I'm a software engineer living in Vancouver, BC.
When I'm not working, I can usually be found buried under a giant backlog of reading, or in the gym. My interests range over the set of business, technology, ethics, economics, psychology, politics, science, and education, in no particular order.
About two years ago I realised that I needed to stop being insecure. When it comes to insecurity, there are a lot of ideas out there like imposter syndrome that I do not personally resonate with. I gave a lot of thought to what it meant to me to feel insecure and came up with a fairly simple pact that sounds a bit dramatic reading it now.
I will never again feel insecure.
I may feel unsure, afraid or confused, but those feelings have a source and I will answer them.
Insecurity in itself is useless.
Insecurity is the unanswered call to improve myself.
It is the certain knowledge that I am not being my best.
I like how this approach has been working out for me. In particular, I’ve come to appreciate how natural it is to gauge myself against my own ideals, something that I used to fight against. Though I can never reach an ideal (by definition?), I feel great satisfaction in knowing that I am making progress in the right direction.
As a first step in my undergraduate research on simulating physical quantum annealing, I wrote some Monte Carlo solver. I wrote my first implementation of a path-integral Quantum Monte Carlo (PI-QMC) in Python using numpy linear algebra operations. The code quality was not great though and it was not particularly nice to use. So a few weeks ago, I decided to re-write it as something I would be happy to share with others, so here it is!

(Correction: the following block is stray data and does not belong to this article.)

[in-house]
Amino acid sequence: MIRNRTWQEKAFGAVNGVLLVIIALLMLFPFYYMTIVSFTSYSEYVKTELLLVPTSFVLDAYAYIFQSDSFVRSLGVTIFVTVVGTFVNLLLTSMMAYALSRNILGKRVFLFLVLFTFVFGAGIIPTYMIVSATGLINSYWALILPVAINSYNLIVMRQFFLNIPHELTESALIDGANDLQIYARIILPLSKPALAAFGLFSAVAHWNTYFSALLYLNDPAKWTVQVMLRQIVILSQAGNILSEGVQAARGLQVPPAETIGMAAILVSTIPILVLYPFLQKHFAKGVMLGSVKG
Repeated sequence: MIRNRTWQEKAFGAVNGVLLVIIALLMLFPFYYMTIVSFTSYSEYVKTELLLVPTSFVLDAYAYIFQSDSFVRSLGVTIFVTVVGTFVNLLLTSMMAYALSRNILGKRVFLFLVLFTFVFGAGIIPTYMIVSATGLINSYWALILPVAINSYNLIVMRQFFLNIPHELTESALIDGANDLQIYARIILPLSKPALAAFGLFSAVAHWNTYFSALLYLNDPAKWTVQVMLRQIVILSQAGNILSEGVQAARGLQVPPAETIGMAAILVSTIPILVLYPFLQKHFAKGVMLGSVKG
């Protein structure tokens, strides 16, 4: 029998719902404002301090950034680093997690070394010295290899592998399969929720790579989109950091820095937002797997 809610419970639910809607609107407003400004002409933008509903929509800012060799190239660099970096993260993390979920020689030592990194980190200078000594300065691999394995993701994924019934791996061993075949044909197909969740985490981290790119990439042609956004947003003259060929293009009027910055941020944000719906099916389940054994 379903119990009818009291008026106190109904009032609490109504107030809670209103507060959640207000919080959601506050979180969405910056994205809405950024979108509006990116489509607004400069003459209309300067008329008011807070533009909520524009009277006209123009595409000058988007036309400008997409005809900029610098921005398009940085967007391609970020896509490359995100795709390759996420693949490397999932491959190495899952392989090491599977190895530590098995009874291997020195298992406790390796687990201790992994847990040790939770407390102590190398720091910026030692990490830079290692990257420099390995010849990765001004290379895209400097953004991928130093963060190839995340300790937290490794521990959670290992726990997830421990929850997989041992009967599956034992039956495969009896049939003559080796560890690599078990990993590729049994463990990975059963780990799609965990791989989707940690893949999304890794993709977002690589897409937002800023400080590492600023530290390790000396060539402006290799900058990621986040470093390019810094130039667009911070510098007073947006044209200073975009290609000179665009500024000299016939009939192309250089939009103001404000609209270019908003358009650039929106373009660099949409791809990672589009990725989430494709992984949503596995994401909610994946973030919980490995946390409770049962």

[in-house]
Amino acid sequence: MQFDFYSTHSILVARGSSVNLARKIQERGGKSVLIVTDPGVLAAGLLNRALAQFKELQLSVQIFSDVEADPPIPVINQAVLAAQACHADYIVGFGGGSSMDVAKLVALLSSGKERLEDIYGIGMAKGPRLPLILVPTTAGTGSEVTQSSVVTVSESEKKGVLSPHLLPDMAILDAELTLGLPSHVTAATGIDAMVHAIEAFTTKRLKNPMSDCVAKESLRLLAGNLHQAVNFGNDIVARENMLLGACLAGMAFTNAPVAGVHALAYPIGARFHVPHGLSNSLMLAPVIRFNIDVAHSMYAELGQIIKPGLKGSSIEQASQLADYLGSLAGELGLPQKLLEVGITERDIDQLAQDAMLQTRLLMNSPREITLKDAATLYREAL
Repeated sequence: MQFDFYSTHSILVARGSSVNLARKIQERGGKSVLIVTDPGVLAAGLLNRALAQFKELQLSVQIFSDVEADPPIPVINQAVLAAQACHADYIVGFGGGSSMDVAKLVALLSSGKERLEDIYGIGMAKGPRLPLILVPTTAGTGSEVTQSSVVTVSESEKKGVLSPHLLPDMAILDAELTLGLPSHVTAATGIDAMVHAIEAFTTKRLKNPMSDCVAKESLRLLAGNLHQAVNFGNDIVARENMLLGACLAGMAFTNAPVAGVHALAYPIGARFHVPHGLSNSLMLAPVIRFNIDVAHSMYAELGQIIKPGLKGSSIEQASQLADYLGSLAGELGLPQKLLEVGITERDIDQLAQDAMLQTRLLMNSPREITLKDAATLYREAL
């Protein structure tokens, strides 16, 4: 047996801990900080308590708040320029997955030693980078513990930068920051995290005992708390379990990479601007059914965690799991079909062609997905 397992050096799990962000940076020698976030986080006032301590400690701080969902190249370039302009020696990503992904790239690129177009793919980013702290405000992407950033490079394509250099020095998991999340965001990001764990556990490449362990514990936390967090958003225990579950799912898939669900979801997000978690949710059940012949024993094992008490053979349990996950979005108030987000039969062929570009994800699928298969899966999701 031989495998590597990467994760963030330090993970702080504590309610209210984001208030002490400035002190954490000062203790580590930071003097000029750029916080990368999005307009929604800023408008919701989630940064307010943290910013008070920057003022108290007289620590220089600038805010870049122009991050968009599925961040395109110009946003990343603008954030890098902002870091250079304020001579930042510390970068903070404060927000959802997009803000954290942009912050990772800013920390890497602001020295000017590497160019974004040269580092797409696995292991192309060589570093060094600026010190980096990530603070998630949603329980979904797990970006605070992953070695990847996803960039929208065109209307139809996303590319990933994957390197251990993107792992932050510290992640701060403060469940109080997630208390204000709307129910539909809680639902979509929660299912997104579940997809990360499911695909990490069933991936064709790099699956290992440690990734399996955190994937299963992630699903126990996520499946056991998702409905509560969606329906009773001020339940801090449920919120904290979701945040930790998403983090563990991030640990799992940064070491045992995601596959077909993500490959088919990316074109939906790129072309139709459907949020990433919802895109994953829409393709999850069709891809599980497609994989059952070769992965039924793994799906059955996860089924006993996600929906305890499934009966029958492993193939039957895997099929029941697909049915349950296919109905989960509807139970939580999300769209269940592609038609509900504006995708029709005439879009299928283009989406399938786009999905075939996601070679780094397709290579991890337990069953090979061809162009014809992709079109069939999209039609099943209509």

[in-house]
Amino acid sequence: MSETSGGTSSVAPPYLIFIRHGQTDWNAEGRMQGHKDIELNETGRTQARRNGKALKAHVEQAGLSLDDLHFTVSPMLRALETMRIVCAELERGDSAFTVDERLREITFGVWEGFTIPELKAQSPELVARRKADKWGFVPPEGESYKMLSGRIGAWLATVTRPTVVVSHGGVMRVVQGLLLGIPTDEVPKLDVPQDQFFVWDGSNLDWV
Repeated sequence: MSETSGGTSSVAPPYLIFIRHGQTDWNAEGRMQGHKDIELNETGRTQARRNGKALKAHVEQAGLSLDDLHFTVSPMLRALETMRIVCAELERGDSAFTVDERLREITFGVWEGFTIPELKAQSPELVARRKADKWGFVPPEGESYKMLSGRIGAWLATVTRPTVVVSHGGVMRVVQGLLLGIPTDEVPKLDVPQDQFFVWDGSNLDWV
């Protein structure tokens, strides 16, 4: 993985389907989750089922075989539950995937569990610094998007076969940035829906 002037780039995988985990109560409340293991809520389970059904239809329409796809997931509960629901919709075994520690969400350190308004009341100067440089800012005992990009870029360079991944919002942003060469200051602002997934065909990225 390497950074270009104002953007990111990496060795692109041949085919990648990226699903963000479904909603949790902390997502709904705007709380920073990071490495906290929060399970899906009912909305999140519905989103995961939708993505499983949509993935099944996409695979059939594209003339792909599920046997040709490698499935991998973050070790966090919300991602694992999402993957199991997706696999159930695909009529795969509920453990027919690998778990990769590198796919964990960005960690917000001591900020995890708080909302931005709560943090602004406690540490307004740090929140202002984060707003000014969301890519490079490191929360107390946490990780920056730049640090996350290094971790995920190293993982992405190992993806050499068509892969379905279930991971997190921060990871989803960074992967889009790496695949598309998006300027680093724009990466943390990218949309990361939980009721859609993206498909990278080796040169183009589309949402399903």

From January until late August of 2016, I pursued undergraduate research on simulating physical quantum annealing. In this post I’m going to give an overview about D-Wave, quantum annealing, heuristic optimization algorithms, and then touch on what I was researching exactly.
I was tinkering around with my partner’s LED wake-up light project and decided to try upgrading her PWM to a super smooth 16-bit version. Her original code used the Arduino analogWrite() method and worked quite well at higher values, but zero to one was a bit of a jump.
At the start of my undergraduate research, I was tasked with summarizing Google’s 2015 paper “What is the Computational Value of Finite Range Tunneling?” I’m posting it here in case it proves useful to anyone looking for more introductory material on subject of quantum annealing computers.
In the spring of 2014, inspired by photos of David Beckham and Kenneth Branaghs’ “Hamlet,” I decided to abandon my lazy-beard and wear a chevron moustache.